divining rod

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divining rod



stick used in searching for underground water or minerals. This form of divination is still in common use in many parts of the world. The instrument is typically a forked twig. The operator holds the forked ends of the twig close to his body, with the stem pointing forward. When he walks over a spot under which water or the desired mineral lies, the stem of the divining rod is supposedly pulled down. Impartial research, however, has indicated that successes in this method result mostly from chance and possibly also from a heightened sensitivity to visual cues of which the diviner is unaware.
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Water diviner John Caleb Wade, shown in 1939 at age nine, locating water under ground using a forked hazel twig. Harry Shepherd/Fox Photos/Getty Images.

Divining Rod

(religion, spiritualism, and occult)

Divining rods were used by the ancient Greeks, Romans, Persians, and Scythians to discover the location of water or of various minerals. Basically a forked or Y-shaped stick, the hazel twig seems to have been the favorite, especially for finding water. For finding metals, popular woods were: hazel for silver, iron and steel for gold, ash for copper, and pitch pine for lead and tin. Other popular general purpose sticks are of ash, rowan, or willow.

The method is for the operator to hold the two ends of the stick in his or her hands and to walk over the area thought to be the probable source for the water or mineral. As the operator crosses the underground source, the twig will twist in the hands, often with such force that any bark may be stripped from the wood. In the Bible, Moses dowsed for water in the desert, using his staff as a divining rod (Exodus 17; Numbers 20). Marco Polo found rods in use throughout the orient in the late thirteenth century. Georg Agricola gave the first printed description of a dowsing or divining rod in his book De re metallica (Basel, 1556). Agricola’s interest was primarily with mining and locating minerals, but the techniques he describes are the same as those used for water divining or water witching. A well known illustration from his book shows a variety of men both digging and walking about with Y-shaped rods in their hands. One man is in the act of cutting a forked branch from a tree.

In Sebastian Münster’s Cosmographia universalis (Basel, 1544), there is an illustration of a man divining with a forked stick and showing a cross-section of the ground beneath him, where miners are at work. There is a bas relief in the Shantung Province of China showing Yu, a “master of the science of the earth and in those matters concerning water veins and springs.” He is shown holding a forked instrument.

Modern dowsers have developed such sensitivity and skill that they are able to measure the actual depth at which the substance will be found and, in the case of water, the rate of flow. According to the British Society of Dowsers, although no thorough scientific explanations for dowsing have yet been found, it is generally acknowledged that there is some correlation between the dowsing reaction and changes in the magnetic flux of the site being dowsed. In 1910, German scientist Baron Karl von Reichenbach said that the movement of the rod was due to earth force fields sending out radiations and vibrations which are picked up by the dowser.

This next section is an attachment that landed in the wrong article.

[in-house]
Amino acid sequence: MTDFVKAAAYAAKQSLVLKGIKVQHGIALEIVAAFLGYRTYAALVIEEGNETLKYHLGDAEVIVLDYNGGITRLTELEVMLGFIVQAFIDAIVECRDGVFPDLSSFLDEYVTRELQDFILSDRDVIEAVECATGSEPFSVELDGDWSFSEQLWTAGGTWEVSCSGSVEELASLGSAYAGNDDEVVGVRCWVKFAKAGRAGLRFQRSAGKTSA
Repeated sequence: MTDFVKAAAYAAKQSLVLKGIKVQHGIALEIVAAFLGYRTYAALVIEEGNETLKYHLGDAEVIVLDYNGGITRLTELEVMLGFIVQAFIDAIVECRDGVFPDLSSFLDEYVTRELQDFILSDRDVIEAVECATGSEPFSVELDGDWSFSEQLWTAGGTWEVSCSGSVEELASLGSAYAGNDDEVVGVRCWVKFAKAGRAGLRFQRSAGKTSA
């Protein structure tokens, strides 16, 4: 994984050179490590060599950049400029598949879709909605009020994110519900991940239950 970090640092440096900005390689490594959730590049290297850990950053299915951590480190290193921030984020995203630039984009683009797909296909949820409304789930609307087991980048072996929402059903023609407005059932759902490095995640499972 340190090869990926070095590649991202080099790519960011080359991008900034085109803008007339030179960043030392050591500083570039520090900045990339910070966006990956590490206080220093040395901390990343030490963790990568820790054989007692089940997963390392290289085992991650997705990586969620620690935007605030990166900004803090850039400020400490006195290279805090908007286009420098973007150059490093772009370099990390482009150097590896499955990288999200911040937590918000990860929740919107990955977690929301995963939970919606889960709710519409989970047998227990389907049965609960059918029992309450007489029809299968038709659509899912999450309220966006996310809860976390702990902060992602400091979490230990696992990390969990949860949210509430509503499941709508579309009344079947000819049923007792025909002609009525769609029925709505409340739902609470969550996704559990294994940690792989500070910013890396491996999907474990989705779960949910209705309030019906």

As well as branches, many dowsers today use tools as varied as bent wire coat hangers, pendulums (with cavities for a “witness”—samples of what is being sought), and commercially produced, swinging rods especially designed for the purpose. Many modern well-drilling companies employ a diviner, or dowser, on their force. Some even guarantee that if they can’t find water, there will be no charge.

Dowsers have been widely employed around the world. The Government of India had an official Water Diviner who, between 1925 and 1930, traveled thousands of miles and located numerous wells and bore holes. In more recent years, the British Society of Dowsers had one of their experts go to southern India, where he sited boreholes for more than 1,800 previously dry villages.

As with any form of psychic or mediumistic skill, everyone has within them the inherent ability. But as with any other psychic skill, it is by practice and constant use that that skill is developed. As with so much in the field of psychic and mediumistic development, young children seem to be able to draw upon the skill much more easily and naturally than do adults.


Buckland, Raymond: The Fortune–Telling Book: The Encyclopedia of Divination and Soothsaying. Detroit: Visible Ink Press, 2004
de Givry, Grillot: A Pictorial Anthology of Witchcraft, Magic & Alchemy. London: Spottiswoode, Ballantyne, 1931
Guiley, Rosemary Ellen: Harper’s Encyclopedia of Mystical & Paranormal Experience. HarperSanFrancisco, 1991
Maury, Marguerite: How to Dowse: Experimental and Practical Radiesthesia. London: Bell, 1953
Mermet, Abbé: Principles and Practice of Radiesthesia. London: Watkins, 1975
Pike, S.N.: Water-Divining. London: Research Publications, 1945

divining rod

[də′vīn·iŋ ‚räd]
(mining engineering)
An unscientific device in the form of a forked rod or tree branch that is supposed to dip when held over water or minerals, depending on the specialty of the operator, or dowser. Also known as dowsing rod; wiggle stick.
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